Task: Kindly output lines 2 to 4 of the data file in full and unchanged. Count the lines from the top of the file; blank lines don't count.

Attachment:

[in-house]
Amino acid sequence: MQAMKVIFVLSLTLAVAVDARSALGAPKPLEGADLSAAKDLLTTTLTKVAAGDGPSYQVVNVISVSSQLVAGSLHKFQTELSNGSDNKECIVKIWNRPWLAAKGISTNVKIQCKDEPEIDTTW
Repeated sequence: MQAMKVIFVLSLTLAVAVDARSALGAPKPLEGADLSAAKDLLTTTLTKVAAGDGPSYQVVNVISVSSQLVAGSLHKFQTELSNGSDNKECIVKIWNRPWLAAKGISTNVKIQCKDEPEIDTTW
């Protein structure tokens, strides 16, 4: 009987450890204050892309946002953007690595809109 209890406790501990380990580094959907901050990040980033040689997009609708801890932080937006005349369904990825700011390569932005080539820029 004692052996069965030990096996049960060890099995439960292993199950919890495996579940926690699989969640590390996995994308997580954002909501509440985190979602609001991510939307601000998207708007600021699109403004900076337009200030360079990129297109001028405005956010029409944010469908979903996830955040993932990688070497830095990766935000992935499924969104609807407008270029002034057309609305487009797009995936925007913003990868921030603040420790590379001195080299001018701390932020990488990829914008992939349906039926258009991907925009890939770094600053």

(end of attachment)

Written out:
Amino acid sequence: MQAMKVIFVLSLTLAVAVDARSALGAPKPLEGADLSAAKDLLTTTLTKVAAGDGPSYQVVNVISVSSQLVAGSLHKFQTELSNGSDNKECIVKIWNRPWLAAKGISTNVKIQCKDEPEIDTTW
Repeated sequence: MQAMKVIFVLSLTLAVAVDARSALGAPKPLEGADLSAAKDLLTTTLTKVAAGDGPSYQVVNVISVSSQLVAGSLHKFQTELSNGSDNKECIVKIWNRPWLAAKGISTNVKIQCKDEPEIDTTW
């Protein structure tokens, strides 16, 4: 009987450890204050892309946002953007690595809109 209890406790501990380990580094959907901050990040980033040689997009609708801890932080937006005349369904990825700011390569932005080539820029 004692052996069965030990096996049960060890099995439960292993199950919890495996579940926690699989969640590390996995994308997580954002909501509440985190979602609001991510939307601000998207708007600021699109403004900076337009200030360079990129297109001028405005956010029409944010469908979903996830955040993932990688070497830095990766935000992935499924969104609807407008270029002034057309609305487009797009995936925007913003990868921030603040420790590379001195080299001018701390932020990488990829914008992939349906039926258009991907925009890939770094600053």